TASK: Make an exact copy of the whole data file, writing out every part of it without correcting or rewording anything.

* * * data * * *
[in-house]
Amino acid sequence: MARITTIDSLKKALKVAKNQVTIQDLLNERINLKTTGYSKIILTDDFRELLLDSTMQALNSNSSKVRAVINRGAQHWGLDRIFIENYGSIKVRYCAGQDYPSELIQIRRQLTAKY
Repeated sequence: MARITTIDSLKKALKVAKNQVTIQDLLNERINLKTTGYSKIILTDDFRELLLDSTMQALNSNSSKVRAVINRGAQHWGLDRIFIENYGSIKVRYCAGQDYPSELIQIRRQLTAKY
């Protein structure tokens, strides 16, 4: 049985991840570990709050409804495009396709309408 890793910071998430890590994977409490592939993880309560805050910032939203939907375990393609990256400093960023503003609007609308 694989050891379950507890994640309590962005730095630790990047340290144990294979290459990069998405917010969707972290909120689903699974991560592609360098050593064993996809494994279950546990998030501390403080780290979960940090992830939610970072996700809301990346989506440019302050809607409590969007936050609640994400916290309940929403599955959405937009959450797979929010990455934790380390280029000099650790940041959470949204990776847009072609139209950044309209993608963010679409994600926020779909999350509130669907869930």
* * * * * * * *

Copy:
[in-house]
Amino acid sequence: MARITTIDSLKKALKVAKNQVTIQDLLNERINLKTTGYSKIILTDDFRELLLDSTMQALNSNSSKVRAVINRGAQHWGLDRIFIENYGSIKVRYCAGQDYPSELIQIRRQLTAKY
Repeated sequence: MARITTIDSLKKALKVAKNQVTIQDLLNERINLKTTGYSKIILTDDFRELLLDSTMQALNSNSSKVRAVINRGAQHWGLDRIFIENYGSIKVRYCAGQDYPSELIQIRRQLTAKY
């Protein structure tokens, strides 16, 4: 049985991840570990709050409804495009396709309408 890793910071998430890590994977409490592939993880309560805050910032939203939907375990393609990256400093960023503003609007609308 694989050891379950507890994640309590962005730095630790990047340290144990294979290459990069998405917010969707972290909120689903699974991560592609360098050593064993996809494994279950546990998030501390403080780290979960940090992830939610970072996700809301990346989506440019302050809607409590969007936050609640994400916290309940929403599955959405937009959450797979929010990455934790380390280029000099650790940041959470949204990776847009072609139209950044309209993608963010679409994600926020779909999350509130669907869930």